Coinbase-Backed Motion Says Tornado Cash Ban is ‘Unconstitutional’

The motion seeks to reopen Tornado Cash for all US-based citizens in a bid to regain what the plaintiffs, including Coinbase, are calling violations of their Constitutional rights


Source: Shutterstock / Lightspring, modified by Blockworks


Six plaintiffs in the Coinbase-backed legal challenge to US government sanctions against Tornado Cash filed a motion for summary judgment on Wednesday arguing the crypto mixer, by design, cannot be sanctioned as property.

The motion seeks to reopen Tornado Cash for all US-based citizens in a bid to regain what the plaintiffs, including Coinbase, are calling violations of their Constitutional rights.

The case is being closely watched by crypto proponents, as it has implications for the legality of privacy-enhancing technologies and the ability of US individuals to use them.

In response, Coinbase’s Chief Legal Officer Paul Grewal said, in a tweet on Wednesday, the arguments laid out by Joseph Van Loon, Tyler Almeida, Alexander Fisher, Preston Van Loon, Kevin Vitale and Nate Welch were “simple but powerful.”

Grewal said that while privacy could be abused in select circumstances, the US law recognizes that “we don’t take away privacy from all just because of the unlawful acts of a few.”

In Tornado Cash’s defense, the plaintiffs are arguing the government can’t sanction the mixer because it is not a foreign “national,” “person” or group of people who’ve never met but is instead software. 

Tornado Cash was added to the OFAC’s SDN list by the US Treasury in August last year after it was alleged the platform was used to launder $7 billion worth of digital assets from nefarious and state actors.

A month later, Coinbase joined the six individuals, offering to fund the lawsuit aimed at removing the mixer from OFAC’s list and curbing Treasury’s “significant unauthorized expansion” of its authority.

Actions taken against the mixer have also stirred reactions from the crypto community, whose mantra “code is law” expresses the idea that the rules and regulations governing the behavior of users within blockchain ecosystems should be determined by software code rather than a centralized authority.

The US Case against Tornado Cash

The US government disagrees, calling Tornado Cash a threat to economic sovereignty and a tool used by the nation’s enemies to fund activities that directly harm it.

In their motion, plaintiffs also argued the law only permits the government to sanction a person’s property, with the definitions falling to something capable of being owned or controlled.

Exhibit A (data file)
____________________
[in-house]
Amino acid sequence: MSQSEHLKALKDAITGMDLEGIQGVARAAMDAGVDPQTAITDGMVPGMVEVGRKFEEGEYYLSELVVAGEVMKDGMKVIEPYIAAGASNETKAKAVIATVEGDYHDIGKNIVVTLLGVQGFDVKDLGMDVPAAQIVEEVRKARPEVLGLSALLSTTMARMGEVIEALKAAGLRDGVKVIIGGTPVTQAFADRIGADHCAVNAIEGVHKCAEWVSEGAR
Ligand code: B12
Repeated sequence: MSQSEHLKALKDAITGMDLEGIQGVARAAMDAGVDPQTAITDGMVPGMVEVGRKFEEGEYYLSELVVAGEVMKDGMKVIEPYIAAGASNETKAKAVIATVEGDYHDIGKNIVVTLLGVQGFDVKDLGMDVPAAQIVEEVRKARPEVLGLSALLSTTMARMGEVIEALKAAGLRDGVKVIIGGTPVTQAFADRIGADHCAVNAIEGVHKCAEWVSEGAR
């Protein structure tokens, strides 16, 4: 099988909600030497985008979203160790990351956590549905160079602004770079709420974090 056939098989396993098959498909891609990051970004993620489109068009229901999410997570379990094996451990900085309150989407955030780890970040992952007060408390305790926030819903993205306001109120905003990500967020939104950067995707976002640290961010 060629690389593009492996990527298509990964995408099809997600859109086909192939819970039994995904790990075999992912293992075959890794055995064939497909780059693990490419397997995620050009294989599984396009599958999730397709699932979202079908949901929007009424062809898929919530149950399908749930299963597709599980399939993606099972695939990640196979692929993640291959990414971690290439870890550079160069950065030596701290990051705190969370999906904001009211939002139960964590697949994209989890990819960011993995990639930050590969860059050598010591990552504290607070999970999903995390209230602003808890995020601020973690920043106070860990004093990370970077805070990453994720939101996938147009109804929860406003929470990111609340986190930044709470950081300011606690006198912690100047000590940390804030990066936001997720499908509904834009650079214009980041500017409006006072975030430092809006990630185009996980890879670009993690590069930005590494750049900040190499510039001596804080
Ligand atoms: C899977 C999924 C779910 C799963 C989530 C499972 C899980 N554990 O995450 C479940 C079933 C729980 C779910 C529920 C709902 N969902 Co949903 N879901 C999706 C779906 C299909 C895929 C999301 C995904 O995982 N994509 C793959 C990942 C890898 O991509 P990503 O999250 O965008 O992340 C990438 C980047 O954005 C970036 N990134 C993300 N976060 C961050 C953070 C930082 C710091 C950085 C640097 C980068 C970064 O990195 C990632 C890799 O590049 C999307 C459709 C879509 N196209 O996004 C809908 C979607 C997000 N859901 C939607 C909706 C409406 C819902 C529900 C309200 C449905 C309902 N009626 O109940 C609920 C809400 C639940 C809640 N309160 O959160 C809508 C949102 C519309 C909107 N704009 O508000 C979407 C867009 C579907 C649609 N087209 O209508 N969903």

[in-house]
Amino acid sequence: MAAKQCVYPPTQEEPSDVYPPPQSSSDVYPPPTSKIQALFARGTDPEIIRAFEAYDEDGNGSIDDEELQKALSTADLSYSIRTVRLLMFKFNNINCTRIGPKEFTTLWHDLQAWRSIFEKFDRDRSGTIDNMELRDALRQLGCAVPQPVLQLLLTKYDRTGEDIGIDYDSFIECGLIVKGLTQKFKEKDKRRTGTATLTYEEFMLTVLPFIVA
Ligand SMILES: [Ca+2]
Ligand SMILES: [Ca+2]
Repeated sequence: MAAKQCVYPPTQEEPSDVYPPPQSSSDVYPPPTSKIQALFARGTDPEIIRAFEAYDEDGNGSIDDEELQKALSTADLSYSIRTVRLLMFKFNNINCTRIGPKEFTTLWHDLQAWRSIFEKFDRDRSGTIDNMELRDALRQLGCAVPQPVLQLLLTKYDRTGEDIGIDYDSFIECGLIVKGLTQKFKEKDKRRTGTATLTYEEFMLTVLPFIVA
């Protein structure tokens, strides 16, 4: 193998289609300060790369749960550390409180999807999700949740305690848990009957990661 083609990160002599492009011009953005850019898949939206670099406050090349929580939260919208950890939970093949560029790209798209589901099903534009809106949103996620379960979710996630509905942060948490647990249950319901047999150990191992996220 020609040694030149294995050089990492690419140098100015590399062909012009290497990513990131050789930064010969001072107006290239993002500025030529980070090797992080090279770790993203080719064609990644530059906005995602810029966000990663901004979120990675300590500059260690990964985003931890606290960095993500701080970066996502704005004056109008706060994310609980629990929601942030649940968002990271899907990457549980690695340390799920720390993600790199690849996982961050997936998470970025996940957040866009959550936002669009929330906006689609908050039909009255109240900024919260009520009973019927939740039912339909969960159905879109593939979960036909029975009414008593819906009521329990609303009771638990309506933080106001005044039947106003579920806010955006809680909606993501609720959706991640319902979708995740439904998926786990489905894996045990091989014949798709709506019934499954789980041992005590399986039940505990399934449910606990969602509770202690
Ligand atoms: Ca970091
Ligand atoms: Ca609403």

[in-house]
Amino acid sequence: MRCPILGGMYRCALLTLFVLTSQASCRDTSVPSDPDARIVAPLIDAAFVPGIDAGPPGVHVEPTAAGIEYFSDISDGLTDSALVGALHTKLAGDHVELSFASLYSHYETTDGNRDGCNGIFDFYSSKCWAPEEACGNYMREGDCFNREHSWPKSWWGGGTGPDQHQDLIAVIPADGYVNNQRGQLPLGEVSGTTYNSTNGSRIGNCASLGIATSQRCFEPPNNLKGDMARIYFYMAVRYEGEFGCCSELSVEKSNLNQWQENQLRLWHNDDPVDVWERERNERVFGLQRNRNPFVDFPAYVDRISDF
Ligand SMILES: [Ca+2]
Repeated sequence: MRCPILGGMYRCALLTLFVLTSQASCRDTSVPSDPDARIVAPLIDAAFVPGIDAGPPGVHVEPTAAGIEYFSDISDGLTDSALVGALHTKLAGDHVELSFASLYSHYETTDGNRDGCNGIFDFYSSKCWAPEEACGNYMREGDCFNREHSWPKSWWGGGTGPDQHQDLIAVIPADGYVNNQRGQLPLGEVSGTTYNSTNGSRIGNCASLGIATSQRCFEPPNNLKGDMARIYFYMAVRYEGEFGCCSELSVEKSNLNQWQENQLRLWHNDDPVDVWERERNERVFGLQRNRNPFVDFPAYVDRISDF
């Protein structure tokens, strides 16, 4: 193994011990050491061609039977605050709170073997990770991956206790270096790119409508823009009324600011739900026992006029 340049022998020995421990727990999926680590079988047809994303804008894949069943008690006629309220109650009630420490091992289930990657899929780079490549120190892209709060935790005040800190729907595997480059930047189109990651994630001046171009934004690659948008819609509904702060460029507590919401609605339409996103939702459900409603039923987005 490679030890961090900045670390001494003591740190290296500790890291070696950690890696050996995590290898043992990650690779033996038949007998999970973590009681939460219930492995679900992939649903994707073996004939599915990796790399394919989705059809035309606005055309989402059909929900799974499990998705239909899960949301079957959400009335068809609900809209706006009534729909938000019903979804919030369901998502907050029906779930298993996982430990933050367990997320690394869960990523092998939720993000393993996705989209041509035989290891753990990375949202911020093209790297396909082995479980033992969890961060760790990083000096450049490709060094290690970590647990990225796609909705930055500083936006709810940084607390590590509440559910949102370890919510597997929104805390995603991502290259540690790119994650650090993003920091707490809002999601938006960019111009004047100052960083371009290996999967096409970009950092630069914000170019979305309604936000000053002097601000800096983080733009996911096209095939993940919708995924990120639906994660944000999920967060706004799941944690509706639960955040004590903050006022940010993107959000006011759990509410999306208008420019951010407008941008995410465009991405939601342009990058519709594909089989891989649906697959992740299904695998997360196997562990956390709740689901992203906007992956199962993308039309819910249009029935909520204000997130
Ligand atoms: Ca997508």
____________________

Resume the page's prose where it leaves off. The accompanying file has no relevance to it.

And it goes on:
It is said the 20 or so smart contracts governing the core of Tornado Cash’s system, which function without human control, should not be subject to the whims of Congress and its definition of the term “property.” 

“Smart contract addresses are not persons under the statute, this cannot be genuinely disputed,” Ian Corp, commercial litigator and crypto advisor at law firm Agentis told Blockworks in an email.

“The plaintiffs’ counsel was smart to liken Tornado Cash’s code to an unincorporated entity/association, which is beyond the definition given under binding law. So, they make a strong argument that OFAC exceeded its authority when sanctioning Tornado Cash,” he said.

The risks of that being retroactively applied to other forms of software in disagreement with Congress could have far-reaching implications, the plaintiffs argue. Those smart contracts are also not owned by any one entity or individual, they said.

It’s also being argued that OFAC’s sanctions violate the First Amendment as they consisted of a broad approach blocking “thousands of law-abiding American citizens from interacting with open-source code to engage in a wide range of speech.”

An example of one plaintiff who used Tornado Cash for political speech — whereby they donated to the Ukrainian government after Russia’s invasion — was also highlighted in the motion.

“Without the privacy afforded by Tornado Cash, users such as Mr. Almeida are hindered in expressing their views on the Russian invasion by sending money to the Ukrainian government,” the motion reads.

“An issue I anticipate the plaintiffs running into is the esoteric nature of Tornado Cash, immutable smart contracts, and the technology-neutral ethos the software was created with,” Corp added.

“Judges want to promote justice and do the right thing. When the government makes an argument that it has a compelling interest in protecting the United States from a cybercrime group from North Korea, that is hard to ignore,” he said.

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